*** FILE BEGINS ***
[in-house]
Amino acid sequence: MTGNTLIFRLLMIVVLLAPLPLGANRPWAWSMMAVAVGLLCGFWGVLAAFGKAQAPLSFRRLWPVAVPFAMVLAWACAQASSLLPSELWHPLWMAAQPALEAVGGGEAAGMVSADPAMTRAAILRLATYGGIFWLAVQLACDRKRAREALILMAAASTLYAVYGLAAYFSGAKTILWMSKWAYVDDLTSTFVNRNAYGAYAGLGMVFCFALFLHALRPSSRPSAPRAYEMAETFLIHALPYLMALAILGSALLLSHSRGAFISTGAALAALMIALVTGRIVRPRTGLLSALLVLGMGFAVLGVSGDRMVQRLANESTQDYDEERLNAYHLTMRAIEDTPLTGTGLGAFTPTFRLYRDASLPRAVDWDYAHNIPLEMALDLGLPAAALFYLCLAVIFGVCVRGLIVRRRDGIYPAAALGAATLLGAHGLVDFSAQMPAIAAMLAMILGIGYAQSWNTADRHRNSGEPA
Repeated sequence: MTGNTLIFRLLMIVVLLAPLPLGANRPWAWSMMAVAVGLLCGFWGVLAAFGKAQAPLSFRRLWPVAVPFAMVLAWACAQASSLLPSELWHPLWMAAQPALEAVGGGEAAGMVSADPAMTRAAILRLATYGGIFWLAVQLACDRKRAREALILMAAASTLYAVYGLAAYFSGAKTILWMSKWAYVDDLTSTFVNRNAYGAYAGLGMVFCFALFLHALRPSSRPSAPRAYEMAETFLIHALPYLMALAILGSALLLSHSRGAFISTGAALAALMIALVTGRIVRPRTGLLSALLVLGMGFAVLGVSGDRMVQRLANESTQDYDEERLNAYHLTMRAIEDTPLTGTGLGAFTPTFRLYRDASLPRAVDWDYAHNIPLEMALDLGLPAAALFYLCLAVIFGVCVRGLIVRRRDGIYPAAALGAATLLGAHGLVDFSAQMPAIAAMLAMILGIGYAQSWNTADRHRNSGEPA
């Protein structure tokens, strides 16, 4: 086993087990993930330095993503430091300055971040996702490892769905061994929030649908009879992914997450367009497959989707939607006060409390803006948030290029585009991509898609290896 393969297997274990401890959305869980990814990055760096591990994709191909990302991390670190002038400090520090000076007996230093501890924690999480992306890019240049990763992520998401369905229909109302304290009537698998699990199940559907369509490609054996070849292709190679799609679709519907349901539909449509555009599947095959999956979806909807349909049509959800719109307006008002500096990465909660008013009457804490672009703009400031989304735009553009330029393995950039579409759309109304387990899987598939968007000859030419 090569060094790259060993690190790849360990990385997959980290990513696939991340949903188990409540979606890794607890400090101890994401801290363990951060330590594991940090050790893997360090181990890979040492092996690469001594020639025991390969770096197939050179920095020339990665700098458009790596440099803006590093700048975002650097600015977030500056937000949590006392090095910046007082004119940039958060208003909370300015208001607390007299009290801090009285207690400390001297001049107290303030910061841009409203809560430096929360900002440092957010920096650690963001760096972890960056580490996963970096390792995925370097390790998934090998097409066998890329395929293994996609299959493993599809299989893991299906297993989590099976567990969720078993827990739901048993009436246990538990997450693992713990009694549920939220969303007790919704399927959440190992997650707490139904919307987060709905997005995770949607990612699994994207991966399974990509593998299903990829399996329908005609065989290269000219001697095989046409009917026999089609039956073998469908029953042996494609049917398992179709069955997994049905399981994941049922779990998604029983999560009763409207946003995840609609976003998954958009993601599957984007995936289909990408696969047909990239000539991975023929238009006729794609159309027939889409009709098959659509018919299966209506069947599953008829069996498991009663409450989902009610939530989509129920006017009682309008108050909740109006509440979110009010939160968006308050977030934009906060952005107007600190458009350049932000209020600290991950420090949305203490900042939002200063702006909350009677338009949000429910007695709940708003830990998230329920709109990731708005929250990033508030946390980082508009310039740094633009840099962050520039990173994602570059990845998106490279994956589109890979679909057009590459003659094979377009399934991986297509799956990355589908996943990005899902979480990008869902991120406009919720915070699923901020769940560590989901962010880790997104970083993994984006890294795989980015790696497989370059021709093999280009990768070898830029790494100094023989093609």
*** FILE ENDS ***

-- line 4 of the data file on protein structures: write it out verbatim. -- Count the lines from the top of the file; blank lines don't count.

């Protein structure tokens, strides 16, 4: 086993087990993930330095993503430091300055971040996702490892769905061994929030649908009879992914997450367009497959989707939607006060409390803006948030290029585009991509898609290896 393969297997274990401890959305869980990814990055760096591990994709191909990302991390670190002038400090520090000076007996230093501890924690999480992306890019240049990763992520998401369905229909109302304290009537698998699990199940559907369509490609054996070849292709190679799609679709519907349901539909449509555009599947095959999956979806909807349909049509959800719109307006008002500096990465909660008013009457804490672009703009400031989304735009553009330029393995950039579409759309109304387990899987598939968007000859030419 090569060094790259060993690190790849360990990385997959980290990513696939991340949903188990409540979606890794607890400090101890994401801290363990951060330590594991940090050790893997360090181990890979040492092996690469001594020639025991390969770096197939050179920095020339990665700098458009790596440099803006590093700048975002650097600015977030500056937000949590006392090095910046007082004119940039958060208003909370300015208001607390007299009290801090009285207690400390001297001049107290303030910061841009409203809560430096929360900002440092957010920096650690963001760096972890960056580490996963970096390792995925370097390790998934090998097409066998890329395929293994996609299959493993599809299989893991299906297993989590099976567990969720078993827990739901048993009436246990538990997450693992713990009694549920939220969303007790919704399927959440190992997650707490139904919307987060709905997005995770949607990612699994994207991966399974990509593998299903990829399996329908005609065989290269000219001697095989046409009917026999089609039956073998469908029953042996494609049917398992179709069955997994049905399981994941049922779990998604029983999560009763409207946003995840609609976003998954958009993601599957984007995936289909990408696969047909990239000539991975023929238009006729794609159309027939889409009709098959659509018919299966209506069947599953008829069996498991009663409450989902009610939530989509129920006017009682309008108050909740109006509440979110009010939160968006308050977030934009906060952005107007600190458009350049932000209020600290991950420090949305203490900042939002200063702006909350009677338009949000429910007695709940708003830990998230329920709109990731708005929250990033508030946390980082508009310039740094633009840099962050520039990173994602570059990845998106490279994956589109890979679909057009590459003659094979377009399934991986297509799956990355589908996943990005899902979480990008869902991120406009919720915070699923901020769940560590989901962010880790997104970083993994984006890294795989980015790696497989370059021709093999280009990768070898830029790494100094023989093609």